The Reparations Bill That Will Pay Trillions Of Dollars To 40M Descendants Of Slaves Advances
A reparations bill was introduced to the United States in 1989 but was never put up for a vote by the House Judiciary Committee. Now, the committee has voted to advance plans toward paying forty million descendants of slaves trillions of dollars in reparations. These payments would be like back-pay for the free labor slaves were forced to provide throughout the United States during the beginning of its history and before when it was a colony of England.
Although the Judiciary Committee voted to forward the reparations bill, this is no sign that reparations will be made available to descendants of slaves. However, it does signal progress toward repairing the historical damages. Black people have endured throughout the centuries while living in America.
Because the Democrats command a healthy majority in the House of Representatives, the reparations bill could pass by a vote there. However, Democrats have only a slight majority in the Senate – with Vice President Kamala Harris casting a vote in case of a tie – it would be less likely for reparations to pass in the Senate because at least ten Republicans would need to break from their party and vote in favor of the progressive movement.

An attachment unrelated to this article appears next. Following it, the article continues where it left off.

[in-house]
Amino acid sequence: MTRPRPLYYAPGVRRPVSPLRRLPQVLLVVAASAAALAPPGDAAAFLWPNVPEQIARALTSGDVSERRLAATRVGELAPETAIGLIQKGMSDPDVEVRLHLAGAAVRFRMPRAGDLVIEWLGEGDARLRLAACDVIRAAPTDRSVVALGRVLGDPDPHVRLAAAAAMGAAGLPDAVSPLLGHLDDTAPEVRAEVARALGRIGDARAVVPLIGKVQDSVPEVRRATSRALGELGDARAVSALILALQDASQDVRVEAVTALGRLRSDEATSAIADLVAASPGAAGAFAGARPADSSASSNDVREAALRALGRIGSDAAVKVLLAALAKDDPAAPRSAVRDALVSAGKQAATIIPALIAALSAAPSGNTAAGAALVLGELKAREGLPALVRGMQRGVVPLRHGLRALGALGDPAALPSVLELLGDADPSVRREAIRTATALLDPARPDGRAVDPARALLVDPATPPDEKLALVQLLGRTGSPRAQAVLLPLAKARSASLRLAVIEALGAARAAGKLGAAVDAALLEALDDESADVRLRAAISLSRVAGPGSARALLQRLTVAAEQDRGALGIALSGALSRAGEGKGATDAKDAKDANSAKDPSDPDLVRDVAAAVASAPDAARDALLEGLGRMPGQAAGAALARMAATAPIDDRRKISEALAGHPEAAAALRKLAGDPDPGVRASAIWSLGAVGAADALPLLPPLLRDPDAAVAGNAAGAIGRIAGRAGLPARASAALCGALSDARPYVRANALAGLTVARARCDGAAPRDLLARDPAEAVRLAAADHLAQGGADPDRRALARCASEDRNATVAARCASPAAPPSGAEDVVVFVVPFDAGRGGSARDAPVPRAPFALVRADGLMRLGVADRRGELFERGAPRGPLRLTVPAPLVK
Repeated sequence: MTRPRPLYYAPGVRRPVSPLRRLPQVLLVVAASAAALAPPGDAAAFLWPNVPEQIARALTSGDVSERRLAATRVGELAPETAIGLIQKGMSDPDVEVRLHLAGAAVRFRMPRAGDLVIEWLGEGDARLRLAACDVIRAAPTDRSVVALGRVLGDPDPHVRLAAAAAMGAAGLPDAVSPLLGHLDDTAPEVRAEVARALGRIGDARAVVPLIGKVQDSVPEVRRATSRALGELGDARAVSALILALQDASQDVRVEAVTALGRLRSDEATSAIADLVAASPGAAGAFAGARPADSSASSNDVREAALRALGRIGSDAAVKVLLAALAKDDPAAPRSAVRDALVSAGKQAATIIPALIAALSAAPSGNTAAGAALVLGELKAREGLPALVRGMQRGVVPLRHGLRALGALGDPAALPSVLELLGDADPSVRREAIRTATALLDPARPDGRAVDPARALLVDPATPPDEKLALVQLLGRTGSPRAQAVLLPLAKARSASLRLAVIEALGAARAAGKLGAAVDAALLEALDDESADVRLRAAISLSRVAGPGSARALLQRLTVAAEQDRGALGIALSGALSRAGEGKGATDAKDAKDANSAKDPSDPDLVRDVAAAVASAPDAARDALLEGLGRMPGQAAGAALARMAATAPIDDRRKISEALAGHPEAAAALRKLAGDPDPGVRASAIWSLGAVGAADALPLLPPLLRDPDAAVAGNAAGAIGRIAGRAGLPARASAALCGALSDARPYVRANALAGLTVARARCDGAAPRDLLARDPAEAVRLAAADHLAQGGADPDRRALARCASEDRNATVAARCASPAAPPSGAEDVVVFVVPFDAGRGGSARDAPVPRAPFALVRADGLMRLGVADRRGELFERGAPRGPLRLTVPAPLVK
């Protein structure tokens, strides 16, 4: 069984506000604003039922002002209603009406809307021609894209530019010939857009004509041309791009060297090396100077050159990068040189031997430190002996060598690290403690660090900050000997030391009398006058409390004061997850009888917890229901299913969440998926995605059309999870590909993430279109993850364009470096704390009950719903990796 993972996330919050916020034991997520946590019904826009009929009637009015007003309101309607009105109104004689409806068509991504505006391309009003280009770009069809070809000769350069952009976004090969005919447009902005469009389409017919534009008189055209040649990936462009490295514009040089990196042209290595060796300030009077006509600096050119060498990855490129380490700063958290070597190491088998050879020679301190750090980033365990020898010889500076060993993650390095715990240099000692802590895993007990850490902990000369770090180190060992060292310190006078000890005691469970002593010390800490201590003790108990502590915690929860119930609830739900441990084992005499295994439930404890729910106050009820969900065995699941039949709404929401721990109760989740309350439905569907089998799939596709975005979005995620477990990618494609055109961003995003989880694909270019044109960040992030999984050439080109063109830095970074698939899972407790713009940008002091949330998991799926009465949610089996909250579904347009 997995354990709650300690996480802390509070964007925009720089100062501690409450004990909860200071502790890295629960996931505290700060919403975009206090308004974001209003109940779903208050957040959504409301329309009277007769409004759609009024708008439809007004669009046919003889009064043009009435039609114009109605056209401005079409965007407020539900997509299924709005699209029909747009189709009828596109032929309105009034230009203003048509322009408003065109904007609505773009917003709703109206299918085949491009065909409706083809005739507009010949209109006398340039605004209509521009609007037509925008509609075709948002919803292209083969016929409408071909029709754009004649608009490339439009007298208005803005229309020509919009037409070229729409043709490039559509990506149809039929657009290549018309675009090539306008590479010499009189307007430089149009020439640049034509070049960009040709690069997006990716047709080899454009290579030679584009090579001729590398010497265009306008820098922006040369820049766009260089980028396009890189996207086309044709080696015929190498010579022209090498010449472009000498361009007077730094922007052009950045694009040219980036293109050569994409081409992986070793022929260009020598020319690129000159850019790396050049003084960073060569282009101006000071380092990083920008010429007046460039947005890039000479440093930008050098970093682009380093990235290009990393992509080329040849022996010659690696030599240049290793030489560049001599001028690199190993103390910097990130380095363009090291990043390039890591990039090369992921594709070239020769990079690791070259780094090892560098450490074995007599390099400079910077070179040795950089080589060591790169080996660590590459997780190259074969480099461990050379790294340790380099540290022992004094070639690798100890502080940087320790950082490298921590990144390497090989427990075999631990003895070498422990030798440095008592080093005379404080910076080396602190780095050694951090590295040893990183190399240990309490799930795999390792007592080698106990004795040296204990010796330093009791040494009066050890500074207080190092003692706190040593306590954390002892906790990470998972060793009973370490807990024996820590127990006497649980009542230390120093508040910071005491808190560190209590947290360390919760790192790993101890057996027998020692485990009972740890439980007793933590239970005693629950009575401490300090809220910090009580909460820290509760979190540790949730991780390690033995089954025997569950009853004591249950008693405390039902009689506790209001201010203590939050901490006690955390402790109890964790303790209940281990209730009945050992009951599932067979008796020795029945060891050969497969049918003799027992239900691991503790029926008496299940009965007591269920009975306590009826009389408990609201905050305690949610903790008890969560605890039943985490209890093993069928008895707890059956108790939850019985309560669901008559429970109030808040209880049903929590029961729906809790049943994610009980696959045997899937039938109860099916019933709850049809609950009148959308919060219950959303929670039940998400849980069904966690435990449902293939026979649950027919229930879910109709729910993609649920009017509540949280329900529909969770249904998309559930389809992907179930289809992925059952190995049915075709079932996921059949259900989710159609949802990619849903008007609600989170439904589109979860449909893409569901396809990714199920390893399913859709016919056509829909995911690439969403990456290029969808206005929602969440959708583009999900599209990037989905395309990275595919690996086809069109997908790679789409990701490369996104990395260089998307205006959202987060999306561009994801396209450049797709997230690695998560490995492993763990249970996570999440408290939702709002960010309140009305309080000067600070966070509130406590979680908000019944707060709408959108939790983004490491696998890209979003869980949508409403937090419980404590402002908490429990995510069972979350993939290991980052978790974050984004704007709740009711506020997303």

Although this is only the beginning of the reparations conversation, New York Congresswoman Shelia Jackson Lee, who sponsored the bill, described the successful vote as a victory for Black people.
“No such bill has ever come this far during Congressional history of the United States,” she said, after the vote.
The bill, H.R. 40, hopes to establish a thirteen-person committee that would analyze and study whether descendants of slaves should receive payments from the United States government for using their ancestor’s slave labor to grow the country’s economy over the centuries.
If this reparations bill ever does get passed into law, about forty million Black Americans could receive payment to the tunes of trillions of dollars. Although the dollar value of the slave labor provided by ancestors would need to be determined, it is indisputable that America was built on the back of slave labor – especially during its colonial years and prior to the Civil War.
Meanwhile, President Joe Biden reaffirmed his commitment to reparations for Black people during his meeting with leaders of the Congressional Black Caucus this week.
“We did bring up the issue of reparations,” said Representative Jackson Lee outside the White House on Tuesday, at the conclusion of the Black Caucus meeting with President Biden. “We have heard not only from the president but the White House and his team that he is committed to this concept. We are grateful for that.”
North Carolina Democratic Rep. Deborah Ross spoke about how her state has paid reparations to people who were chemically castrated (sterilized) by the state government.
“I don’t believe that this particular resolution prescribes a way of going forward, but it’s a conversation about what we need to do,” Ross said. “And just as we did in North Carolina when we passed a bill compensating people for forced sterilization, a terrible, terrible chapter in our history.”
Specific cities like Evanston, Illinois, and Providence, Rhode Island are exploring reparations for their Black residents.